Vote spells hope for city-regions, by Alexandra Jones

While the recent Scottish independence referendum undoubtedly threw national devolution back into the limelight, it also reinvigorated a range of other voices calling for Westminster to give up some of the powers that have made the UK government one of the most centralised in the developed world.

Although some have been advocating the creation of an English Parliament – initiating a politically and constitutionally complex debate that is likely to last for many months – it has been encouraging to also see all three of the main parties talking about transferring some strategic economic powers and funding to UK cities and city-regions.

This is smart policy. Cities are the engine rooms of the UK’s economy. Even in terms of numbers, it is a sound move – the 64 largest cities account for 54 per cent of the population, 61 per cent of economic output and 75 per cent of high skilled jobs. But focusing on cities is also smart politics.

A sense of alienation and disenfranchisement from Westminster and the South East was one of the most significant themes of the debates in the Scottish independence referendum. It will surprise few to learn that a Centre for Cities/Centre for London survey earlier this year showed that only nine per cent of Glaswegians felt that the UK government responds to its needs.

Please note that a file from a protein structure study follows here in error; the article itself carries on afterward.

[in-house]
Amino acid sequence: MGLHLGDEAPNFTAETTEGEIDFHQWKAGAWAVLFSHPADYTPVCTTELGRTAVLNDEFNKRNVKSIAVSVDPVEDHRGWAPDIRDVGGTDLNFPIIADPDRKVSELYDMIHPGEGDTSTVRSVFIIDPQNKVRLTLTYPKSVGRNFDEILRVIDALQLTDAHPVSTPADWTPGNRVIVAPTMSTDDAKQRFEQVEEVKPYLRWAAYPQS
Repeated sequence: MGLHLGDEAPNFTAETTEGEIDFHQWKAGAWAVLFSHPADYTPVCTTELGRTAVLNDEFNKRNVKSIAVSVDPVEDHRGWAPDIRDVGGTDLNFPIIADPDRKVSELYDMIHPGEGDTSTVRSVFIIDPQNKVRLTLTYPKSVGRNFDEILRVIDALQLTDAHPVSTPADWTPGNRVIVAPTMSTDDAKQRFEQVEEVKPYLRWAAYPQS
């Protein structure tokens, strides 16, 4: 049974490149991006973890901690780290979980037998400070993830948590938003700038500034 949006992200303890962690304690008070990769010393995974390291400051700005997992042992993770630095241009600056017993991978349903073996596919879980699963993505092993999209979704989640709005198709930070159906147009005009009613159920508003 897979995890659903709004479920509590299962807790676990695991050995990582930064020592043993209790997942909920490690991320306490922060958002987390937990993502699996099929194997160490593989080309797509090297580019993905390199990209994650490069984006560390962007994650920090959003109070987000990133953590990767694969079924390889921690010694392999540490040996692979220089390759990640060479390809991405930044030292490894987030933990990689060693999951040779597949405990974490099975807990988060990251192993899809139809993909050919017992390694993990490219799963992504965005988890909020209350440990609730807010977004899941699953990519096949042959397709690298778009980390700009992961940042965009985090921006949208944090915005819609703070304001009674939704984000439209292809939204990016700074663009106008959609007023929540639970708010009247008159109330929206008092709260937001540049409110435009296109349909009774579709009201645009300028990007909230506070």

However, these sentiments are not limited to those living north of the border. In Milton Keynes – one of London’s closest and most prosperous neighbours – 52 per cent of people think that the location of Parliament and Whitehall means that decisions are too focused on London. Move north to Hull and this figure jumps to 71 per cent, while it is 74 per cent in Newcastle. Politicians need to restore the connection between people and government decisions, and to link it to the place in which they feel they live – not just to the local council.

With its significantly elevated level of devolved powers, London has been best able to marry policy and place over recent years, with impressive outcomes. The London Plan – which has given the capital an overarching growth strategy and enabled other bodies involved in economic development, such as Transport for London, to align their modelling and approaches – has led to much greater co-ordination than in most other cities, and played an important role in driving forward London’s successes.

Given that planning is so important to enabling economic growth and the public realm, at both local and national levels, it is therefore vital that strategic responsibility for its delivery is moved to the city-regional level, to support an over-arching approach to land use planning and housing delivery on the ground.

The hope then is that the outcome of the referendum will finally provide the long-overdue impetus for Westminster to enable other cities across the UK, outside London, the chance to better realise their own potential.


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